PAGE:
Consider owning a 1000 watt or so generator - so that way you can post to City Data if you have a phone line and modem. If you have a well, consider a 220 Volt three phase generator to run your well pump motor.
Reply With Quote Quick reply to this message
 
Old 05-05-2008, 08:17 PM
 
2,573 posts, read 7,873,802 times
Reputation: 2558
Quote:
Originally Posted by Charles View Post
Install a gas shut off valve at your gas meter.
Secure everything to the wall (which I do here in Colorado anyway because little kids can pull TVs and dressers on top of them).
Consider an earthquake insurance policy.
Consider owning a 1000 watt or so generator - so that way you can post to City Data if you have a phone line and modem. If you have a well, consider a 220 Volt three phase generator to run your well pump motor.
oh, dear! it looks like i'm woefully unprepared for the big one! i have three cans of tuna, some bottled water, and a flashlight.
Reply With Quote Quick reply to this message
 
Old 05-05-2008, 08:49 PM
 
Location: SoCal
14,527 posts, read 16,116,085 times
Reputation: 10450
Grab right ankle in right hand. Grab left ankle in left hand. Put head between legs. Kiss your arse goodbye.

Seriously, most of us ignore preparedness. You should do the opposite, prepare.

My own form of preparation: I'm preparing to move away hopefully before the next quake. Maybe headed to AZ or NM. I'll leave it up to you all to solve the problem. I'm retiring. I'm outta here in the next few years. I just hope we don't have a big one before then.
Reply With Quote Quick reply to this message
 
Old 05-06-2008, 12:52 AM
 
1,297 posts, read 5,102,002 times
Reputation: 566
depends on what type of building you live in. If you are in pre 1960s, no shearing on exterior walls and there is a probability of more structural damage.2nd floor Units over Tuck under parking are more likely to fail as the support beams are not to current code. At least you will only fall about 8 feet though and most likely be laying in bed.

I would suggest you have nothing that can fall onto your bed. like a tv, mirror, dresser etc. When an earthquake comes along, simply do what the natives do. Lay in bed for about 30 seconds and it will stop then go back to sleep. If its major, check for any damage.
Reply With Quote Quick reply to this message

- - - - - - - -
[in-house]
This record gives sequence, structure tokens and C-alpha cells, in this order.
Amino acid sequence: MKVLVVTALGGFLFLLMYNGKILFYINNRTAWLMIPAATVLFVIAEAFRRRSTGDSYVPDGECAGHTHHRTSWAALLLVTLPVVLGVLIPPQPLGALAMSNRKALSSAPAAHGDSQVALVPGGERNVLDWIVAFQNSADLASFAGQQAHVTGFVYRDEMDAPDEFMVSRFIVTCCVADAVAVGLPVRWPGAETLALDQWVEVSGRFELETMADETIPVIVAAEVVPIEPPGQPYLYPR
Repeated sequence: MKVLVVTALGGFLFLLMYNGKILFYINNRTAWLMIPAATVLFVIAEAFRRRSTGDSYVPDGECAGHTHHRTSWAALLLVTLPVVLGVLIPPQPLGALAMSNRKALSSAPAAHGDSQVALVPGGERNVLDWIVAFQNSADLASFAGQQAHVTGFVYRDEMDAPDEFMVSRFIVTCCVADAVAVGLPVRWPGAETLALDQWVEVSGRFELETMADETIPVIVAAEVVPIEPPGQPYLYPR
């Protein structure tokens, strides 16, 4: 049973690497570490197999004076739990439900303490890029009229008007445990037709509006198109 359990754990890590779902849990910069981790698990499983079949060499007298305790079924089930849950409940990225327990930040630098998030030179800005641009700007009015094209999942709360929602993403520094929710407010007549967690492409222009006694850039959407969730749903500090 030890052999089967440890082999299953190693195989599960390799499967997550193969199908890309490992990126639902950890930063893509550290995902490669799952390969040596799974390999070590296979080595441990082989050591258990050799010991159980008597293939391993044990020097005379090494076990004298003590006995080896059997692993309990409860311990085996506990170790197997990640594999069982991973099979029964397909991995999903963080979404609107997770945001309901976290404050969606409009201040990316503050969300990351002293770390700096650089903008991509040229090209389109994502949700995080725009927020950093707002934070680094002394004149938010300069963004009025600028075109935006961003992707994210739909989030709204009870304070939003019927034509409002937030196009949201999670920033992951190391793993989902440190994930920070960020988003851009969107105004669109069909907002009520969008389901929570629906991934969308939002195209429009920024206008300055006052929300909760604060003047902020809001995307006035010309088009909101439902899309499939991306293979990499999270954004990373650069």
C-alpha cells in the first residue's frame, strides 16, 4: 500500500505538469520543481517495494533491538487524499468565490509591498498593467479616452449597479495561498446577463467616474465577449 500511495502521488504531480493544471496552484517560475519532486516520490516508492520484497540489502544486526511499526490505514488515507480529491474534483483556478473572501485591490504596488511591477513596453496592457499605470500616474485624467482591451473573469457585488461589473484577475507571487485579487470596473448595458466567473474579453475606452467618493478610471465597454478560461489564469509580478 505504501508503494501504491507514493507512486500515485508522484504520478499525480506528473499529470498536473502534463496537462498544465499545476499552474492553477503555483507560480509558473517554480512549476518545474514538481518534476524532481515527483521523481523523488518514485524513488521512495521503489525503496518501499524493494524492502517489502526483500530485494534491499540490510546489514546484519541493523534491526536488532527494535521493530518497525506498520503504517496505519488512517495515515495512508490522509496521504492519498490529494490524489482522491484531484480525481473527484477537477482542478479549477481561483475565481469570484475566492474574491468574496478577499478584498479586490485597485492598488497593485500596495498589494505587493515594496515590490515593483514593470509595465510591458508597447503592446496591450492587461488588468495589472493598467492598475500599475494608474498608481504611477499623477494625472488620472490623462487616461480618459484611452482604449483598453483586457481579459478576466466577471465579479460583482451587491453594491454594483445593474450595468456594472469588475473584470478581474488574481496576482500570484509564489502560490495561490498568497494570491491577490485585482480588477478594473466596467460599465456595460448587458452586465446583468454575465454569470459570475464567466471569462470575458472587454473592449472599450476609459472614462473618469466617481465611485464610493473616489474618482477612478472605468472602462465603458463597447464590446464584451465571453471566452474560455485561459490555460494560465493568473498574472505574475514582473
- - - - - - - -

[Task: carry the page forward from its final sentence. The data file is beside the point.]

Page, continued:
Old 05-06-2008, 06:58 AM
 
Location: Sherman Oaks, CA
6,294 posts, read 15,771,894 times
Reputation: 8353
I would never live in a building that has a soft first story, such as a parking garage with apartment units above it. I would also never live in the parts of Sherman Oaks that got hit real hard in 1994 (Dickens St., Willis, etc.).

Standing in a doorway is old advice, and the Red Cross hasn't recommended doing that for quite some time. The advice now is "duck, cover, and hold". Duck under a large, sturdy piece of furniture, such as a desk. Stay on your hands and knees so you can crawl and stay under the furniture if it moves.

I'd rather live here and experience earthquakes than in other parts of the world. They don't measure deaths in hundreds, but rather in hundreds of thousands due to poor construction.
Reply With Quote Quick reply to this message
 
Old 05-06-2008, 07:07 AM
 
Location: Long Beach, CA
2,072 posts, read 11,243,311 times
Reputation: 1751
Stock up water, canned goods (that are OK to eat cold), can opener. Toilet paper and hefty bags, <--------- in case the water is turned off and your toilet won't flush.

Actually the last couple earthquakes we've had, I've never been without electricity or water, but you never know about the next one, which I feel we're due for.
Reply With Quote Quick reply to this message
Please register to post and access all features of our very popular forum. It is free and quick. Over $68,000 in prizes has already been given out to active posters on our forum. Additional giveaways are planned.

Detailed information about all U.S. cities, counties, and zip codes on our site: City-data.com.


Reply
Please update this thread with any new information or opinions. This open thread is still read by thousands of people, so we encourage all additional points of view.

Quick Reply
Message:


Options
X
Data:
Loading data...
Based on 2000-2016 data
Loading data...

123
Hide US histogram


Over $104,000 in prizes was already given out to active posters on our forum and additional giveaways are planned!

Go Back   City-Data Forum > U.S. Forums > California > Los Angeles
Follow City-Data.com founder on our Forum or

All times are GMT -6.

© 2005-2020, Advameg, Inc. · Please obey Forum Rules · Terms of Use and Privacy Policy · Bug Bounty

City-Data.com - Archive 1, 2, 3, 4, 5, 6, 7, 8, 9, 10, 11, 12, 13, 14, 15, 16, 17, 18, 19, 20, 21, 22, 23, 24, 25, 26, 27, 28, 29, 30, 31, 32, 33, 34, 35 - Top